Deutsche Bank COO’s Future Is Now in Doubt

By Steven Arons and William Canny

With assistance by Eyk Henning


  • Board Members Lose Faith After Slow Reduction of IT Costs
  • Hammonds’s Internal Standing Hurt by Negative Comments

Deutsche Bank AG Chief Operating Officer Kim Hammonds’s future at the lender is uncertain, a little over a week after the dismissal of the chief executive, according to people with knowledge of the matter.

Concerns about slow progress in upgrading the bank’s information technology systems — together with unhappiness at controversial statements made by her — have led to skepticism among supervisory board members and the bank’s management that she’s the right person for the job, the people said asking not to be identified discussing private details.

The supervisory board has not yet taken a decision on her future at the company yet, they said. But her departure, if it comes, could happen very soon, two people said.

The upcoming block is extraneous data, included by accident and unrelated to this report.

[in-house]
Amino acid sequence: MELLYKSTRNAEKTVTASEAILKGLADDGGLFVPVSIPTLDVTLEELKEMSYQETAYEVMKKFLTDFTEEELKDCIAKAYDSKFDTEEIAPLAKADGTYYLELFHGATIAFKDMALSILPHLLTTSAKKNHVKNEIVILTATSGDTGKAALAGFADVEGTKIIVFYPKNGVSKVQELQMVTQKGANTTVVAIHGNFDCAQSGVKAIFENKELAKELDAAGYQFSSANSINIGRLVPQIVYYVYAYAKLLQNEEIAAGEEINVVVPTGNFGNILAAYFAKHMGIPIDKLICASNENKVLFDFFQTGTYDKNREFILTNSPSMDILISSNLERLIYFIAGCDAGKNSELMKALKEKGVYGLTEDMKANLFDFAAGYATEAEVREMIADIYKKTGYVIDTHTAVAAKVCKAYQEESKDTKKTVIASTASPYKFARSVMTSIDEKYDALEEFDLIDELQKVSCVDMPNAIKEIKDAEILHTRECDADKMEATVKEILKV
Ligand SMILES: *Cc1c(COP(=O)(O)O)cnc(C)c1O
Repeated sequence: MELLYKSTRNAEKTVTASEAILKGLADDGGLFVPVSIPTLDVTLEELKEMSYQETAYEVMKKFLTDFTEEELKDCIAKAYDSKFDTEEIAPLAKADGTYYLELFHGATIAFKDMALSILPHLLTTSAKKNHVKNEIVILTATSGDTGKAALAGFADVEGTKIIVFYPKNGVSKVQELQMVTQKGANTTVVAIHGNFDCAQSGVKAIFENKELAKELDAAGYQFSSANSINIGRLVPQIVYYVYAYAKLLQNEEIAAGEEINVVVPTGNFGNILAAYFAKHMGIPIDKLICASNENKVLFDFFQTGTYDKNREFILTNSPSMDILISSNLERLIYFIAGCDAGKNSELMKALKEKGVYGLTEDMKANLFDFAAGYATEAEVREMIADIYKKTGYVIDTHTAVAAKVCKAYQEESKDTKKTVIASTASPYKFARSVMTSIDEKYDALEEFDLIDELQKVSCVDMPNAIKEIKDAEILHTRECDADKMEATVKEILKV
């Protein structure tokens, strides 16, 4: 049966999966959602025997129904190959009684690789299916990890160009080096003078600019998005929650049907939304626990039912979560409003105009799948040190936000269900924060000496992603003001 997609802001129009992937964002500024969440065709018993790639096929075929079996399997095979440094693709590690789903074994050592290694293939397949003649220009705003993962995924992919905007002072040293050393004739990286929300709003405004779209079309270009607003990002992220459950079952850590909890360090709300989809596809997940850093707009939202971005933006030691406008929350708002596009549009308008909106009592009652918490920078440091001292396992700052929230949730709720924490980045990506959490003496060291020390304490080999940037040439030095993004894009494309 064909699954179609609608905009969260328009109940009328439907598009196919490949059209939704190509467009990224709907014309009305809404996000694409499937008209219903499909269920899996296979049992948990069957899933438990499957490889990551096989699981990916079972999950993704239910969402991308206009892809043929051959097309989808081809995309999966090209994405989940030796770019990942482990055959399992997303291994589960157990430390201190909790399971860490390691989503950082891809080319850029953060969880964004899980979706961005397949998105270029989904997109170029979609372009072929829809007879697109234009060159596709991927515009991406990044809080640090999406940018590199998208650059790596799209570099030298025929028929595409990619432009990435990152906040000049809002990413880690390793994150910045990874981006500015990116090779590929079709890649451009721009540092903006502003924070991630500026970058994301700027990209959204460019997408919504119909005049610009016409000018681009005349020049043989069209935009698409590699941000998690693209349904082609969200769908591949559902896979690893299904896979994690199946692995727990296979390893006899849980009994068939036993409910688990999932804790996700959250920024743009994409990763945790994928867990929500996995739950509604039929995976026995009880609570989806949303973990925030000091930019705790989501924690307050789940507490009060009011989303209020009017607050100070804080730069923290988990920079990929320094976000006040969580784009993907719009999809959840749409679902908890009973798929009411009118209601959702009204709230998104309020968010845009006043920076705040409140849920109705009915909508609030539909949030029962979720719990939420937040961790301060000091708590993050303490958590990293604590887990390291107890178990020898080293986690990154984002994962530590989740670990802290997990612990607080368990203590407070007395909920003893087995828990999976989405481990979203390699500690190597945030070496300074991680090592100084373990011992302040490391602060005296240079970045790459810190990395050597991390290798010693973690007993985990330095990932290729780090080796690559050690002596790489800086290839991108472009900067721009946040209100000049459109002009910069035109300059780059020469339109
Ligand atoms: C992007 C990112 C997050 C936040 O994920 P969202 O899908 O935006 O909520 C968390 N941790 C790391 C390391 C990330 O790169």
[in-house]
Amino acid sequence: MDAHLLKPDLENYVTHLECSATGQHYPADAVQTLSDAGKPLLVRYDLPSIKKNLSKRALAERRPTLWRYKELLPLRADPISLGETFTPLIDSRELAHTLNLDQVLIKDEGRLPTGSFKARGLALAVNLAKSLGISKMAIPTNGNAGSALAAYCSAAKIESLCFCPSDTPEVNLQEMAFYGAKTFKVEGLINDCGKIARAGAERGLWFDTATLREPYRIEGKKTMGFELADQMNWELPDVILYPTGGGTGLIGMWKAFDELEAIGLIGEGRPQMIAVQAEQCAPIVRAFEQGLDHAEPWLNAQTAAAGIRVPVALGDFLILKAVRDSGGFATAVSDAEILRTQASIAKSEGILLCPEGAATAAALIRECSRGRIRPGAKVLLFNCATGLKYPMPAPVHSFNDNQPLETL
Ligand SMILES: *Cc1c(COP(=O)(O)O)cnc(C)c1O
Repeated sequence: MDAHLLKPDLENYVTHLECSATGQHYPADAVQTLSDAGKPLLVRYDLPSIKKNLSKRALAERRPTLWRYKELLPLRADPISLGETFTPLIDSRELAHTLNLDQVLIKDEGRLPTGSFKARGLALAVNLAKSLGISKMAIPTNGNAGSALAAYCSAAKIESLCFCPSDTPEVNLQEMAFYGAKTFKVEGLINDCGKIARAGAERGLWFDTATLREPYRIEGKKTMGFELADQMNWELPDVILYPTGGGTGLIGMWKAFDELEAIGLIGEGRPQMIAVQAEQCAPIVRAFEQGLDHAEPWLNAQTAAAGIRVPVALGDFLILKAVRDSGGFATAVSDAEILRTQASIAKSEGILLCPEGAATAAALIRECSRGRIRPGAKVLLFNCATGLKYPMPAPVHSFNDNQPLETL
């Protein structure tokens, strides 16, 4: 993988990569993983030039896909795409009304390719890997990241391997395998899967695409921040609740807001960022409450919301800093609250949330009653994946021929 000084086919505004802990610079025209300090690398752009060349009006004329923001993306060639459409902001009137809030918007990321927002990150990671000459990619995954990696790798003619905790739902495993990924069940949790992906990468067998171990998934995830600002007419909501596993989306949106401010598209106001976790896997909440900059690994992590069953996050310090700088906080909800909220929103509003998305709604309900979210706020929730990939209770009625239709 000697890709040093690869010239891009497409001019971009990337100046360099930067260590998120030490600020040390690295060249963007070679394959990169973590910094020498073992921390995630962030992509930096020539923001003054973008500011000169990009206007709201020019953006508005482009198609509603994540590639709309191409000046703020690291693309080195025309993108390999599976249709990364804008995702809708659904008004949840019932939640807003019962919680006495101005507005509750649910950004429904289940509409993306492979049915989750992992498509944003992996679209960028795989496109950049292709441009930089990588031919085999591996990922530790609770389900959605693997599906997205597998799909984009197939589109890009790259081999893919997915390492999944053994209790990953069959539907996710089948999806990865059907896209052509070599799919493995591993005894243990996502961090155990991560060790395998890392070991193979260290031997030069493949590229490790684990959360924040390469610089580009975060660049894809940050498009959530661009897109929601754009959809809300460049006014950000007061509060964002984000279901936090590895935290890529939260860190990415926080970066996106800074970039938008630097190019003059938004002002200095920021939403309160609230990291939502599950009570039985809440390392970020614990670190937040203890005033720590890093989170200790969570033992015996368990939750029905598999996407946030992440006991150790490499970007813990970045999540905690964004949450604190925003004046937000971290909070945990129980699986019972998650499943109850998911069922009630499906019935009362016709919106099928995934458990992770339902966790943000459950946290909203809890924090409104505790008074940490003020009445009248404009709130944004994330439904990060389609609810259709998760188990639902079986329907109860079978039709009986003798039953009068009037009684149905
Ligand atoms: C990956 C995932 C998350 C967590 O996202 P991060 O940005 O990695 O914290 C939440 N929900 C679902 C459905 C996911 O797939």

Hammonds has struggled to bring the bank’s IT costs down, and they rose fractionally last year to 3.80 billion euros ($4.68 billion) from 3.78 billion in 2016. She defended her record recently by saying she has cut the number of operating systems used by the bank by nearly one-third and sharply cut the bank’s reliance on external staff. Her internal standing was further hurt recently when she called Deutsche Bank “the most dysfunctional company” she’d ever worked for at an internal event, according to people briefed on the matter. Hammonds hasn’t disowned the comments since they became public.

The questions about Hammonds come at a time of leadership turmoil at Deutsche Bank. Chief Executive Officer John Cryan was replaced on April 8 by Christian Sewing, and Marcus Schenck, a former deputy co-CEO, is also leaving the bank. Supervisory board Chairman Paul Achleitner said in a statement that day that the bank was looking to achieve “a new execution dynamic in the leadership of our bank.”

“The manner in which these management changes were carried out – very publicly and without a clearly signaled plan – raises questions about the cohesiveness of senior management and its ability to execute on its plans,” Lisa Kwasnowski and Elisabeth Rudman, analysts at ratings agency DBRS, said in a note to clients Monday.

FAZ first reported that Hammonds may have to leave the company soon. Hammonds didn’t immediately respond to a request for comment.